Blessed are the Elected
President Donald Trump’s executive order last Thursday lifts the risk of religious groups losing their tax-exempt status if they advocate for particular candidates or parties.
“We will not allow people of faith to be targeted, bullied or silenced any more,” Trump said at the ceremony. Ignoring the deep hypocrisy of that statement and this Presidency, Ralph Reed — longtime leader of the religious right — praised Trump’s executive order, saying that direct political influence will remove a “sword of Damocles that has hung over the faith community for decades.” If referencing a fourth century tyrant of Syracuse doesn’t date the content of the bill enough, the theological landscape of the United States has already made the order obsolete — the issue it aims to address is nonexistent in contemporary America.
A net majority (64 percent) of clergy members already speak on social issues, and nearly half of American religious leaders have made their political opinion clear during service, according to members of their own congregations. Every President and Vice President was raised in Christian affiliated families until Barack Obama, who still submitted to Christianity in his adult life.
While the share of U.S. adults who describe themselves as Christians has been declining for decades, over 70 percent still identify as such, and the U.S. Congress is about as Christian today as it was in the early 1960s. Within the 115th Congress, 91 percent describe themselves as Christians. The 87th Congress (1961 to 1962, the earliest years for which comparable data are available) was 95 percent Christian. Among the 293 Republicans elected to serve in the new Congress, all but two identify as Christians. As with Republicans in the general public, Republican members of Congress are overwhelmingly Christian (99 percent). 82 percent of U.S. adults who identify with or lean toward the Republican Party are Christian. Most congressional Republicans (67 percent) are Protestant. A huge majority of Democrats in Congress also are Christian (80 percent), and a 2007 Gallup Poll indicated that 53 percent of Americans would still refuse to vote an atheist President.
There is no limit on white Christian participation in American politics — the GOP has granted ‘religious liberties’ to a voter base that already has every religious and political liberty, and are simply used to having the the status quo reinforce their opinions. Ideological movement away from any privileged class is interpreted as opposition, but the perception that these Christian groups are being ‘persecuted’ can most likely be attributed to their position relative to other faiths in the United States.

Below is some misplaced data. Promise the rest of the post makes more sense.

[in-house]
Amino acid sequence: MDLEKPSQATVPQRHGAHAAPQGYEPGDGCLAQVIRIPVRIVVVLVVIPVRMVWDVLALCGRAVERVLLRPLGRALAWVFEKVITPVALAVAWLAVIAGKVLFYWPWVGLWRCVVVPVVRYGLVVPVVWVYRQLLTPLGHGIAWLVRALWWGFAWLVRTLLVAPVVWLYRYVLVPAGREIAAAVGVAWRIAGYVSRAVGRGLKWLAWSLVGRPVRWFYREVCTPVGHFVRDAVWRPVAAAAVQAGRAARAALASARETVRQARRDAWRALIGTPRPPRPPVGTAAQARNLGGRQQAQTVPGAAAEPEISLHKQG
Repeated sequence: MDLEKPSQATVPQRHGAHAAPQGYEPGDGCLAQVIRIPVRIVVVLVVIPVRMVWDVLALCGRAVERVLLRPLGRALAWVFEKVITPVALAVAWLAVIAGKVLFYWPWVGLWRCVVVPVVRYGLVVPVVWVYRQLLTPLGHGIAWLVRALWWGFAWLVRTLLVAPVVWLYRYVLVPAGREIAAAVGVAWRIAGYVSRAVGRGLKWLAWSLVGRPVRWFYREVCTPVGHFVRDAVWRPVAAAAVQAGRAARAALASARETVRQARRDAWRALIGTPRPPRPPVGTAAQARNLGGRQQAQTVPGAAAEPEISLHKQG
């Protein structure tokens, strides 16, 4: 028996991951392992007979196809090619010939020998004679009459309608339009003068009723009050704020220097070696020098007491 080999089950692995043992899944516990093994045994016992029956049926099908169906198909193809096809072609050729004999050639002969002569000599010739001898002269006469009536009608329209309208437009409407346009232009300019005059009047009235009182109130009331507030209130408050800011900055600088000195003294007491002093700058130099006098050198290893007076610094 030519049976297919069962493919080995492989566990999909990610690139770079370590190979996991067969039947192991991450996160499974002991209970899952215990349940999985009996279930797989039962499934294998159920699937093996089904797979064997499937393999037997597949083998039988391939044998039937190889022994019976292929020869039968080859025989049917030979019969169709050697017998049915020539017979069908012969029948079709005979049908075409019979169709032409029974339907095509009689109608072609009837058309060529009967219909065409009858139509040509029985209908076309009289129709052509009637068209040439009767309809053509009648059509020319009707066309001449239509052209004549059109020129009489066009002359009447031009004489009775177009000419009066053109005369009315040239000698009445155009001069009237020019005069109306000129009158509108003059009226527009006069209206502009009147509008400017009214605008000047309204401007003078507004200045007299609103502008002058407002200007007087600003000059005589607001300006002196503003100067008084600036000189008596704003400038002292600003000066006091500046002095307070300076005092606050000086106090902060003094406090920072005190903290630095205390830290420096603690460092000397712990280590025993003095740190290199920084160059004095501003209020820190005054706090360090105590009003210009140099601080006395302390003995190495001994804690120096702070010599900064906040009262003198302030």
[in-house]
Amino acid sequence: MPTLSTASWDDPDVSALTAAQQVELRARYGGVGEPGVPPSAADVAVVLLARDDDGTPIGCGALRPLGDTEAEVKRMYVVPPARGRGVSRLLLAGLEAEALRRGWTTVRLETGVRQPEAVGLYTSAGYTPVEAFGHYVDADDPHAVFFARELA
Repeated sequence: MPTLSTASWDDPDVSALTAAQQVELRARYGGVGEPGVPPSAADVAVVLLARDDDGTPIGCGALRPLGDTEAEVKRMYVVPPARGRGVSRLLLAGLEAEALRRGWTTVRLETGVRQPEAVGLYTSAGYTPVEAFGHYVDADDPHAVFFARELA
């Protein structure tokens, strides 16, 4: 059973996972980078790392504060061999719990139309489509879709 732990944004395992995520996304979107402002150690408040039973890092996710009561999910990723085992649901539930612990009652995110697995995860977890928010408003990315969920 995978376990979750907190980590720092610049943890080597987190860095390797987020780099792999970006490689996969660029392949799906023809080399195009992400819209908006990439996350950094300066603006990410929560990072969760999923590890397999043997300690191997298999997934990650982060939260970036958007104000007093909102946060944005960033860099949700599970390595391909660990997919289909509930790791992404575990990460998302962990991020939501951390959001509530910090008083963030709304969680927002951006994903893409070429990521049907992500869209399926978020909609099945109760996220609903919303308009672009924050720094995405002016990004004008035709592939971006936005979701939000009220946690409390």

Although younger Americans are now much less likely to place profound importance on organized religion, the share of U.S. adults who say they believe in God is still remarkably high (89 percent) when compared to other industrialized nations. However, from 2007 to 2014, the percentage of Americans who identified as Christian fell eight percent, with Protestants contributing five percent alone. In that same time, non-Christian faiths and unaffiliates rose 1.2 percent and 6.7 percent, respectively. Nearly one in three Americans under 35 today are religiously unaffiliated.
Religious ‘nones’ now constitute 24 percent of all college graduates; graduates who identify with Christianity declined by nine percentage points from 2007–2014. About 77 percent of American Hindus have a graduate and post-graduate degree, followed by Jews (59 percent), Buddhists, and orthodox Christians. 43 percent of evangelicals are educated at a high school level or less and only 7 percent have a post-graduate degree.
Conservative Protestants also accumulate the least amount of wealth in the United States; the group (including Baptists, Jehovah’s Witnesses, Seventh-day Adventists, Christian Scientists, etc.) median net worth is only about $26,200. Adherents of Judaism and Episcopalianism accumulate the most wealth, followed by Catholics and mainline Protestants.
Fundamentalist religious people tend to engage in mainstream political activity at higher rates than the average American, and eight-in-ten self-identified white, evangelical Christians say they voted for Trump. White Catholics supported Trump over Clinton by a 23-point margin. Three-quarters of white Protestants approve of the way Trump is handling his job as president, even as his approval among the general public hovers around half that figure (38 percent on May 10, before the Comey story broke). The least educated and most religious in the country support the GOP without restriction.
A step toward religious diversity and American progression has been confused as an attack on sovereignty by a group of aging, stubborn white families. At its core, the executive order was not about the religious liberty of Americans, or just Republican voters — it was about permitting the influence of politics into divinely separate institutions, and opening up a new line of business for Clinton or Cruz campaign boosters. In the process, the GOP hoped to redundantly secure religious voters. This was a substantial win for the establishment, but only marginally beneficial to evangelicals and the GOP.
Because the State now has a clear religious preference, it is subject to unique economic erosion: the GDP of a nation is negatively correlated with its religiosity — the more secular and scientific a population, the more wealthy it becomes. With seemingly limited comprehension of their base and this executive order, Trump and the GOP have exhibited petty partisanship and an affinity for regression.